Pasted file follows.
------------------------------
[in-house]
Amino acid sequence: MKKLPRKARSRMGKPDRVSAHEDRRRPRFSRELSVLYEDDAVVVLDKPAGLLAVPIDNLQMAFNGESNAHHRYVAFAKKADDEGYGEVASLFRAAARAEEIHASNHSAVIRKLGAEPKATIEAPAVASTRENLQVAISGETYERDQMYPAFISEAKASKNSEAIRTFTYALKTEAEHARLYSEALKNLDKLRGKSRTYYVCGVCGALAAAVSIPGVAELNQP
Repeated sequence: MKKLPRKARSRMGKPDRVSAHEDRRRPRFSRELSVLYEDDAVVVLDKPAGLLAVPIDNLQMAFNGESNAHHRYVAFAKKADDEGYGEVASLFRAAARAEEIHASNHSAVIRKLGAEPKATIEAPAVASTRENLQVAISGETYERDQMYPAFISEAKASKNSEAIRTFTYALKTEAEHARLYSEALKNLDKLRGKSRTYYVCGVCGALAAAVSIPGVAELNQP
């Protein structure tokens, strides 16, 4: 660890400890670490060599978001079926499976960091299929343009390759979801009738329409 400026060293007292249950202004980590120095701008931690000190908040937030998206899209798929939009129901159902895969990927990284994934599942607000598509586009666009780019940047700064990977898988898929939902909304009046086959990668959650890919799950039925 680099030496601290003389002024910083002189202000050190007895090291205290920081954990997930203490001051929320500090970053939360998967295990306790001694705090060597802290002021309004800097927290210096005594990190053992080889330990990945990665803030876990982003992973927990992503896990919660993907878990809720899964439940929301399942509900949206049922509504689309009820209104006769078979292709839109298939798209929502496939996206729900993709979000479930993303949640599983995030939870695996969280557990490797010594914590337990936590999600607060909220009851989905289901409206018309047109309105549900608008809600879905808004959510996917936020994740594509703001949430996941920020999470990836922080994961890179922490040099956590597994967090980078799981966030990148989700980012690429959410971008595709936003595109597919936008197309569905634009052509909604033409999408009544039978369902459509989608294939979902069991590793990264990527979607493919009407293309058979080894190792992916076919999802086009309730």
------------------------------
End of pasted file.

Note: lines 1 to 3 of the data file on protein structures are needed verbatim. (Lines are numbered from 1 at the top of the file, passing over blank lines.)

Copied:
[in-house]
Amino acid sequence: MKKLPRKARSRMGKPDRVSAHEDRRRPRFSRELSVLYEDDAVVVLDKPAGLLAVPIDNLQMAFNGESNAHHRYVAFAKKADDEGYGEVASLFRAAARAEEIHASNHSAVIRKLGAEPKATIEAPAVASTRENLQVAISGETYERDQMYPAFISEAKASKNSEAIRTFTYALKTEAEHARLYSEALKNLDKLRGKSRTYYVCGVCGALAAAVSIPGVAELNQP
Repeated sequence: MKKLPRKARSRMGKPDRVSAHEDRRRPRFSRELSVLYEDDAVVVLDKPAGLLAVPIDNLQMAFNGESNAHHRYVAFAKKADDEGYGEVASLFRAAARAEEIHASNHSAVIRKLGAEPKATIEAPAVASTRENLQVAISGETYERDQMYPAFISEAKASKNSEAIRTFTYALKTEAEHARLYSEALKNLDKLRGKSRTYYVCGVCGALAAAVSIPGVAELNQP